John Cruickshank & The Persistence Of PrintSunday, April 26, 2009
In my ever increasing photography classes (those who can’t, teach) I have been telling my students that until just about now, photography gave me access. In a world where even one of my neighbours, two doors down, drives a brand spanking new Bentley, access is the only real show of one’s perceived importance. It certainly is not wealth.
One of my fondest moments in my photographic career happened about 5 years ago when I went into the Vancouver Sun news room to talk to my friend Nick Rebalski. Rebalski and I had an “unwritten” method of operation. I would submit him an article which he would then edit and pass it on to his boss, David Beers who was the editor of a new and exciting cultural section of the Vancouver Sun called Saturday Mix. I had a pretty good batting average, 1000 % in baseball terms. Many of my articles appeared on the front of Mix and with a big picture.
As I was about to leave I was stopped by John Cruikshank (in photo, left) who was the Editor-in-Chief. He put his hand on my shoulder and told me, “Alex accompany me to my office.” We walked the length of the news room. Staff writes just stared. Inside his office, Cruickshank told me that my contributions to Mix were welcome and appreciated and that soon I would have an opportunity to contribute more as he had decided to get David Beers to “Mix” the rest of the paper.
Within days I was invited to lunch by a few Sun writers but Cruickshank’s plans were not to be. David Radler sent him to the Chicago Sun Times. Beers, without his mentor, was left hanging with no mandate. Beers finally left the Sun under circumstances that were all not that pleasant and Mix deteriorated and then disappeared. And my personal contributions to the paper did that, too.
I remembered Cruickshank (he is now publisher of the Toronto Star) yesterday as he figures prominently in an interesting article in Saturday’s Vancouver Sun written by David Akin.
There have been many articles in both print and web media on the endangered species the hard copy newspaper has become. Vancouver Sun’s fine columnist Stephen Hume has already written a couple on the subject and will write a third this coming Thursday. In fact Saturday’s full page article is the first of five more that will finish on Friday.
Cruickshank the optimist states, “There certainly will be newspapers in two years, five years, and 10 years time. They may be somewhat different [but] we’re a long way from disappearing as either news companies or as print operations.”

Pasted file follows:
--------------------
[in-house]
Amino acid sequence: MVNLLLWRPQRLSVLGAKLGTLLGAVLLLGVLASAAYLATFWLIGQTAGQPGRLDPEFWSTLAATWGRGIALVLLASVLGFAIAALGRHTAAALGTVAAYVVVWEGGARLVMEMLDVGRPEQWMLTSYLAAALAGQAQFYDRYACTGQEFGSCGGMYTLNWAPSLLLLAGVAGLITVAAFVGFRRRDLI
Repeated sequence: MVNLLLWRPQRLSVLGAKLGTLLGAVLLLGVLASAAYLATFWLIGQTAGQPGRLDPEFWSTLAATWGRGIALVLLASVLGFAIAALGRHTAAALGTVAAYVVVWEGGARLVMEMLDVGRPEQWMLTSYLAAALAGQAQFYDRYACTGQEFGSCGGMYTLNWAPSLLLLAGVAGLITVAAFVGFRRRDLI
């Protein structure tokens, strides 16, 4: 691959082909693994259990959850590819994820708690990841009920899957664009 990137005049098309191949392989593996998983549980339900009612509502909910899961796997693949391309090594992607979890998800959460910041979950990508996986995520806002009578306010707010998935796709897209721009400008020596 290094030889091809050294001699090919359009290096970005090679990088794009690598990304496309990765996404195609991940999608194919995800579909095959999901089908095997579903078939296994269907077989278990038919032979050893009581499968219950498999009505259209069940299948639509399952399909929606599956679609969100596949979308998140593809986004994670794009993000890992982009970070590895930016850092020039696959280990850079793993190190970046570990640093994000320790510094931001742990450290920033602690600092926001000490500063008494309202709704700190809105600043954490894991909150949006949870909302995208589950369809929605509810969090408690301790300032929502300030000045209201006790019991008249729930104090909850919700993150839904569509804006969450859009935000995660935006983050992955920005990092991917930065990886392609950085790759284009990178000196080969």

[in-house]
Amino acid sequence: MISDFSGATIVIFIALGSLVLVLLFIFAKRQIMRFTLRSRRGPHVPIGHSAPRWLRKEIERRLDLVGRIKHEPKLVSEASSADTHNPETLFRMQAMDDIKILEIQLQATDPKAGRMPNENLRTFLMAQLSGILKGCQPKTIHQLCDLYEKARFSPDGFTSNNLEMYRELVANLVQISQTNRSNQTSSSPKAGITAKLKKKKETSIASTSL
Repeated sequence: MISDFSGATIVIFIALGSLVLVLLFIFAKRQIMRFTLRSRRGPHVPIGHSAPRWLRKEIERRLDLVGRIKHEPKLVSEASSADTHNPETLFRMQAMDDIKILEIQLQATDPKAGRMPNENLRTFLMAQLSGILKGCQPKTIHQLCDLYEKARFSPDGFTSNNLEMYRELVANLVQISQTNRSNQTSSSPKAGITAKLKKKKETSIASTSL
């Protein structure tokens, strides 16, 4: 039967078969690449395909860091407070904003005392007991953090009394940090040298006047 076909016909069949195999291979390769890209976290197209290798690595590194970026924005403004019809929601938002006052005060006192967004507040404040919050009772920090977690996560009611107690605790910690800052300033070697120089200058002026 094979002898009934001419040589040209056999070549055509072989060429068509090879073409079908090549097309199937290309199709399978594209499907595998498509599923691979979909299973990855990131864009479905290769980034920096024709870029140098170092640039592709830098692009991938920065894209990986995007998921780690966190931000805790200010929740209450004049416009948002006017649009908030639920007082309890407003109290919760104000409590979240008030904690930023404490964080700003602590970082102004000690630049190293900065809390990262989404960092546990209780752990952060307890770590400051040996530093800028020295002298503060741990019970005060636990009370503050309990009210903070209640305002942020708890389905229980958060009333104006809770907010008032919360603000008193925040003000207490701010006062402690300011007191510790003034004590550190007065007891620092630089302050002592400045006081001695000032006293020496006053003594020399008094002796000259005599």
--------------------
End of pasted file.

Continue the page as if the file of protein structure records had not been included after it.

Coincidentally, it was Maureen Dowd in today's New York Times who found a far more logical reason to report for the persistence of newspapers. Dowd’s column deals with a tour she was recently given by Phil Bronstein editor-at-large of the money losing (a million a week) San Francisco Chronicle. Dowd writes:
His tour ended with cold comfort, as he observed that longer life expectancies may keep us on life support. “For people who still love print, who like to hold it, feel it, rustle it, tear stuff out, do their I.F. Stone thing, it’s important to remember that people are living longer,” he said. “That’s the most hopeful thing you can say about print journalism, that people are living longer.”
For my part I would like to add a few more to that startling prediction.
Numerous New Yorker cartoons have appeared through the years of Mr. Smith reading his paper at the breakfast table while ignoring his poor suffering wife, a lowly domestic before women’s lib. When women’s lib happened the cartoon became one of selfish alienation and as both sat down at the breakfast table but read different sections of the paper or perhaps he the Wall Street Journal and she USA Today.
A New Yorker cartoon that would show Mr. and Mrs. Smith reading the day’s news on line on side by side computer monitors seems most unlikely. The method could be as it is at an American friend's house, after dinner. He is married. She smokes, he doesn’t. She is upstairs in the bedroom with her computer, a martini and a cigarette. He is in the basement (as far from second-hand smoke) with his computer, a coffee or a beer.
My point is that reading a hard copy newspaper is a social event, a pleasant social event, that happens in three-dimensional space and not facing the two dimensions of computer monitor. In my house it happens in bed.
Now that Rosemary no longer works we wake up later at 7:15. I go downstairs to make breakfast (coffee for her, tea for me, hot cereal with brown sugar for her, two unbuttered scissor rolls for me, orange juice for her, V8 for me). I feed our cats and then when they go out into the garden I pick up both our Vancouver Sun and the New York Times. I bring the papers and our breakfast up in a wicker tray. We make sure we find the daily comics in the Sun and then we each read each paper in no particular order. We discuss the news and we tell each other of interesting columns or articles. After all this we get out of bed to face the day. Reading those papers in bed, our head propped up by pillows is an experience, a shared experience, that will never be supplanted by "his" and "her" laptops, at least not for the next five years if we are to believe John Cruickshank.